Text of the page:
Bluetongue virus (BTV) is a non-communicable, insect-borne disease that is seasonally driven by heat, moisture and frost. Biting mosquitoes and midges transmit the virus to ruminants such as sheep and, to a lesser extent, to goats and cattle.

BTV usually emerges in September and reaches its peak from January to early March. The vectors die with the first frost and in the colder winter months.

Transmission of BTV

Dr Steve Cockcroft, a veterinarian from Adelaide in the Eastern Cape, believes prevention is always better than cure. He says the virus is transmitted by vectors that feed mainly on the exposed areas of sheep, such as the ears, face, around the vulva and udder, and the front axilla.

It is transmitted to other animals when insects that feed on sheep move on to cattle and goats, turning these animals into carriers or hosts.

The virus attacks the blood vessel walls, and the damage causes plasma to leak. “Fluid starts accumulating in different organs, such as the lungs, or cause swelling of the face. A noticeable symptom is lesions on the feet, which can make walking very painful for sheep, while the bowels may also be affected to a lesser extent.”

The virus is particularly harmful to foetuses, especially in the first two months of gestation. Since the brain of a foetus develops in the first ten weeks of gestation, a ewe that is infected with bluetongue during early gestation will either abort or give birth to lambs with brain damage and large skulls.

Dr Dave Waterman, a veterinarian from Stutterheim in the Eastern Cape, says vectors prefer wet, low-lying areas after the late summer rains. They are usually active in the evenings. He warns that post-drought conditions tend to increase animals’ vulnerability to insect-borne viral diseases. Hence it is essential that all necessary vaccinations are administered.

Symptoms and diagnosis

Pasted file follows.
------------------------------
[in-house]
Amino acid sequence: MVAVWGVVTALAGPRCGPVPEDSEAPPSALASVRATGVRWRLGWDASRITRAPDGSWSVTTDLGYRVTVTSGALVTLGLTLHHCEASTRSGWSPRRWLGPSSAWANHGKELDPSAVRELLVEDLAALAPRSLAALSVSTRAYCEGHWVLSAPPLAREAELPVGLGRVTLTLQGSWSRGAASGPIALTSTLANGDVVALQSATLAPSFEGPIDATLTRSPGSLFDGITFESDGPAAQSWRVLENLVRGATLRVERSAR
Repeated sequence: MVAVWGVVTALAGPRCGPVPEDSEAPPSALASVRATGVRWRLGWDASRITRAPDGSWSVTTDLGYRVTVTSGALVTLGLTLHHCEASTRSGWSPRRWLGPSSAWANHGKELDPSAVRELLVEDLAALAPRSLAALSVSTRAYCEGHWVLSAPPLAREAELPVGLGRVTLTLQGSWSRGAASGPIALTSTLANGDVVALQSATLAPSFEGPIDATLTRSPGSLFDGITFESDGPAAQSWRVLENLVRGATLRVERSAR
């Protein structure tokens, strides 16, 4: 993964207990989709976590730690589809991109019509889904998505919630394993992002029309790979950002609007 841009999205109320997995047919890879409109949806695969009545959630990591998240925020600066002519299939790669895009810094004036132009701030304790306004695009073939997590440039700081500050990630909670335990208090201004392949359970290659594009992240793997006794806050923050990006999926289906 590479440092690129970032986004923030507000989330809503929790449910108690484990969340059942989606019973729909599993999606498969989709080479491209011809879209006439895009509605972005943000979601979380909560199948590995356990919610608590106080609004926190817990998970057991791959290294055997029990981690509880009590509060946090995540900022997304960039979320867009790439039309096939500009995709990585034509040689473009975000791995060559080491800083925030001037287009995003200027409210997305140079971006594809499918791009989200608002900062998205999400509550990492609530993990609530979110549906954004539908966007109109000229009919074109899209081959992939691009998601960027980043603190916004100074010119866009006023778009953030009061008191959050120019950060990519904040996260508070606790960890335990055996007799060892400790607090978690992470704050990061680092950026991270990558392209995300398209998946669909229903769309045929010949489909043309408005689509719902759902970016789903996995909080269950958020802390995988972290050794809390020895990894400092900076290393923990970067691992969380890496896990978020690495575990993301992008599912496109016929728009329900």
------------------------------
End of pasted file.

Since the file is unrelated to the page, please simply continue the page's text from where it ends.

BTV tends to be a problem in lambs that have not been weaned, newly weaned lambs that are sensitive to the virus or young sheep that come from an area where BTV is not a major factor.

Sheep tend to appear drowsy and can become isolated from the herd. The following symptoms may also be indicative of bluetongue infection:

  • A temperature between 39,5 and 41°C.
  • Cyanosis of the tongue (giving it a blue appearance), swollen mouth or lips, open sores on the gums where the front teeth incise, nasal discharge and swollen eyes and ears.
  • Coronary bands (the part between the hoof and wool) have a red to bluish colour. This indicates bleeding within the hooves and can cause lameness.
  • Infected animals are quickly fatigued due to a lack of oxygen when the herd is driven. It may also be indicative of secondary infection such as pasteurella.
  • Diarrhoea.

According to Dr Cockcroft, aortic bleeding just above the heart is a specific post-mortem sign of bluetongue infection.

Precautions and control measures

There are 24 different, very specific viral strains. Onderstepoort Biological Products has an attenuated vaccine available for BTV. The vaccine consists of the following fractions:

  • A: Contains the most important strains.
  • B: Carries moderately important strains.
  • C: Has fewer common strains.

All three vaccine fractions must be administered three weeks apart; vaccinations must be done in July and August and completed by September.

“Vaccines administered at the wrong time, such as during the mating period or gestation, can cause problems. We advise farmers not to vaccinate ewes within the first two months of gestation. This means no vaccinations in the first week or two prior to mating until the tenth week (or day 70) of gestation.”

As it takes nearly two months to produce semen, rams must also not be vaccinated in the two months before the breeding season, or during mating, he explains. The best time is after mating.

Lambs must be vaccinated with vaccine A, B and C, with three weeks between each. Although the label stipulates that lambs must be vaccinated between five and six months of age, it has been found that they can contract BTV from the age of four to six weeks. “Early vaccination helps increase lambs’ survival rate at weaning. They can then be vaccinated again along with the rest of the herd six or seven months later,” says Dr Cockcroft.

According to Dr Waterman, the BTV vaccine is very effective, provided no shortcuts are taken. He also recommends not to vaccinate ewes during early gestation or in the mating season. “It is, however, safe to vaccinate ewes that have been pregnant for more than three months.”

For enquiries, contact Dr Steve Cockcroft on 046 684 0484 or 083 431 3258 and Dr Dave Waterman on 043 683 2223 or stuttvet@hazeldean.co.za. – Carin Venter, Stockfarm